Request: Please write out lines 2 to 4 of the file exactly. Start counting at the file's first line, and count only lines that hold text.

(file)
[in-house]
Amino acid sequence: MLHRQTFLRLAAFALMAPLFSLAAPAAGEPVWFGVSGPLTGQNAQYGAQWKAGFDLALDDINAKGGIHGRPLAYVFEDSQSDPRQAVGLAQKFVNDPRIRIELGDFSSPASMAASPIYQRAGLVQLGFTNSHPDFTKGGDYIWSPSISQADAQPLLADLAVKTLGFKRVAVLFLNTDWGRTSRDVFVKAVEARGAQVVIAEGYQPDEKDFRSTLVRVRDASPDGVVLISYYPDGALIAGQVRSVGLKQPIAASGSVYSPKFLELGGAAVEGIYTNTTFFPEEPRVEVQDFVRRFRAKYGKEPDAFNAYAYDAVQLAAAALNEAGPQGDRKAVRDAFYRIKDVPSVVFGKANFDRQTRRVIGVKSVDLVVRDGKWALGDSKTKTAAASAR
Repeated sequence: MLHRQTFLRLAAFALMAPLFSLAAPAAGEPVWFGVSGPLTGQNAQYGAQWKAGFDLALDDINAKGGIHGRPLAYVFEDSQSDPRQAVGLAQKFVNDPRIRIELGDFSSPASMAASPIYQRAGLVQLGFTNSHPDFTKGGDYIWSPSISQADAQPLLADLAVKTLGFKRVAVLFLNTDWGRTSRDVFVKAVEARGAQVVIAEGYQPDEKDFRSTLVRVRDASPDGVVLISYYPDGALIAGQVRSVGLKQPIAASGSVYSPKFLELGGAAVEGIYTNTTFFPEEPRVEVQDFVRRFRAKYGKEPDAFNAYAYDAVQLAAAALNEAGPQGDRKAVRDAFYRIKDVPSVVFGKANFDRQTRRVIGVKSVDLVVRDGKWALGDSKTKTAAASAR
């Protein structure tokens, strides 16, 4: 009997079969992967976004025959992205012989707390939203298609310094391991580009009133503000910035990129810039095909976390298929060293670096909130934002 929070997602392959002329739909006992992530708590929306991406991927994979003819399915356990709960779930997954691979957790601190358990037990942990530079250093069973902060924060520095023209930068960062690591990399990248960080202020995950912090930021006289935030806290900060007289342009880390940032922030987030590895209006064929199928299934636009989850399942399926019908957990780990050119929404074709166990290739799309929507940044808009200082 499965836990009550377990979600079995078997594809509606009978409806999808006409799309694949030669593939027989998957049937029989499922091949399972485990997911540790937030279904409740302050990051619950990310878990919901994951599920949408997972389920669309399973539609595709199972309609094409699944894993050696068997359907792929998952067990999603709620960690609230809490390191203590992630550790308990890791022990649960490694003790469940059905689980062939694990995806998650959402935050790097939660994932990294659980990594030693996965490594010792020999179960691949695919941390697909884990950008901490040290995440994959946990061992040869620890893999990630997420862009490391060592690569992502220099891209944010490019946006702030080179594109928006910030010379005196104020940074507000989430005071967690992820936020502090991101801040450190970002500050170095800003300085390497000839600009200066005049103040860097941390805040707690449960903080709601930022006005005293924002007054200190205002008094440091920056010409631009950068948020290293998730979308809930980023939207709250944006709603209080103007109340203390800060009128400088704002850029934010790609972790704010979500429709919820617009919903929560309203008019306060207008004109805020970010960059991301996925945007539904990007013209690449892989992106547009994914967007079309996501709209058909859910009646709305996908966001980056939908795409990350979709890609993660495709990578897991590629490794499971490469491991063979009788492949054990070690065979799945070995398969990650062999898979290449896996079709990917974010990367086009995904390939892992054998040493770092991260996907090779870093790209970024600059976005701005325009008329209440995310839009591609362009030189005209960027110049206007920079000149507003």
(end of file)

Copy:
Amino acid sequence: MLHRQTFLRLAAFALMAPLFSLAAPAAGEPVWFGVSGPLTGQNAQYGAQWKAGFDLALDDINAKGGIHGRPLAYVFEDSQSDPRQAVGLAQKFVNDPRIRIELGDFSSPASMAASPIYQRAGLVQLGFTNSHPDFTKGGDYIWSPSISQADAQPLLADLAVKTLGFKRVAVLFLNTDWGRTSRDVFVKAVEARGAQVVIAEGYQPDEKDFRSTLVRVRDASPDGVVLISYYPDGALIAGQVRSVGLKQPIAASGSVYSPKFLELGGAAVEGIYTNTTFFPEEPRVEVQDFVRRFRAKYGKEPDAFNAYAYDAVQLAAAALNEAGPQGDRKAVRDAFYRIKDVPSVVFGKANFDRQTRRVIGVKSVDLVVRDGKWALGDSKTKTAAASAR
Repeated sequence: MLHRQTFLRLAAFALMAPLFSLAAPAAGEPVWFGVSGPLTGQNAQYGAQWKAGFDLALDDINAKGGIHGRPLAYVFEDSQSDPRQAVGLAQKFVNDPRIRIELGDFSSPASMAASPIYQRAGLVQLGFTNSHPDFTKGGDYIWSPSISQADAQPLLADLAVKTLGFKRVAVLFLNTDWGRTSRDVFVKAVEARGAQVVIAEGYQPDEKDFRSTLVRVRDASPDGVVLISYYPDGALIAGQVRSVGLKQPIAASGSVYSPKFLELGGAAVEGIYTNTTFFPEEPRVEVQDFVRRFRAKYGKEPDAFNAYAYDAVQLAAAALNEAGPQGDRKAVRDAFYRIKDVPSVVFGKANFDRQTRRVIGVKSVDLVVRDGKWALGDSKTKTAAASAR
């Protein structure tokens, strides 16, 4: 009997079969992967976004025959992205012989707390939203298609310094391991580009009133503000910035990129810039095909976390298929060293670096909130934002 929070997602392959002329739909006992992530708590929306991406991927994979003819399915356990709960779930997954691979957790601190358990037990942990530079250093069973902060924060520095023209930068960062690591990399990248960080202020995950912090930021006289935030806290900060007289342009880390940032922030987030590895209006064929199928299934636009989850399942399926019908957990780990050119929404074709166990290739799309929507940044808009200082 499965836990009550377990979600079995078997594809509606009978409806999808006409799309694949030669593939027989998957049937029989499922091949399972485990997911540790937030279904409740302050990051619950990310878990919901994951599920949408997972389920669309399973539609595709199972309609094409699944894993050696068997359907792929998952067990999603709620960690609230809490390191203590992630550790308990890791022990649960490694003790469940059905689980062939694990995806998650959402935050790097939660994932990294659980990594030693996965490594010792020999179960691949695919941390697909884990950008901490040290995440994959946990061992040869620890893999990630997420862009490391060592690569992502220099891209944010490019946006702030080179594109928006910030010379005196104020940074507000989430005071967690992820936020502090991101801040450190970002500050170095800003300085390497000839600009200066005049103040860097941390805040707690449960903080709601930022006005005293924002007054200190205002008094440091920056010409631009950068948020290293998730979308809930980023939207709250944006709603209080103007109340203390800060009128400088704002850029934010790609972790704010979500429709919820617009919903929560309203008019306060207008004109805020970010960059991301996925945007539904990007013209690449892989992106547009994914967007079309996501709209058909859910009646709305996908966001980056939908795409990350979709890609993660495709990578897991590629490794499971490469491991063979009788492949054990070690065979799945070995398969990650062999898979290449896996079709990917974010990367086009995904390939892992054998040493770092991260996907090779870093790209970024600059976005701005325009008329209440995310839009591609362009030189005209960027110049206007920079000149507003």